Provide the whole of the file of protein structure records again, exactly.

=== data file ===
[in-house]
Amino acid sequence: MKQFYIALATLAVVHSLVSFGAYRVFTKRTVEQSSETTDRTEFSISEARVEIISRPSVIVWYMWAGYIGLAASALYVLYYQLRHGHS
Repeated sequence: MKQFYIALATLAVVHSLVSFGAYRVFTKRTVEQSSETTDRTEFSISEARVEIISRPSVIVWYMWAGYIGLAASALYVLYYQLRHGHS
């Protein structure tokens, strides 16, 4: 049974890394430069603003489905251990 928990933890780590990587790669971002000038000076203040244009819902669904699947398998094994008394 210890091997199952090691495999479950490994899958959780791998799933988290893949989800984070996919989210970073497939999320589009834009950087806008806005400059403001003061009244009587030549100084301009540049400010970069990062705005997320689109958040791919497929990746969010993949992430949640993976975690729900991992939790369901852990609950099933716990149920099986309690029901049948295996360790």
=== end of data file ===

[in-house]
Amino acid sequence: MKQFYIALATLAVVHSLVSFGAYRVFTKRTVEQSSETTDRTEFSISEARVEIISRPSVIVWYMWAGYIGLAASALYVLYYQLRHGHS
Repeated sequence: MKQFYIALATLAVVHSLVSFGAYRVFTKRTVEQSSETTDRTEFSISEARVEIISRPSVIVWYMWAGYIGLAASALYVLYYQLRHGHS
């Protein structure tokens, strides 16, 4: 049974890394430069603003489905251990 928990933890780590990587790669971002000038000076203040244009819902669904699947398998094994008394 210890091997199952090691495999479950490994899958959780791998799933988290893949989800984070996919989210970073497939999320589009834009950087806008806005400059403001003061009244009587030549100084301009540049400010970069990062705005997320689109958040791919497929990746969010993949992430949640993976975690729900991992939790369901852990609950099933716990149920099986309690029901049948295996360790």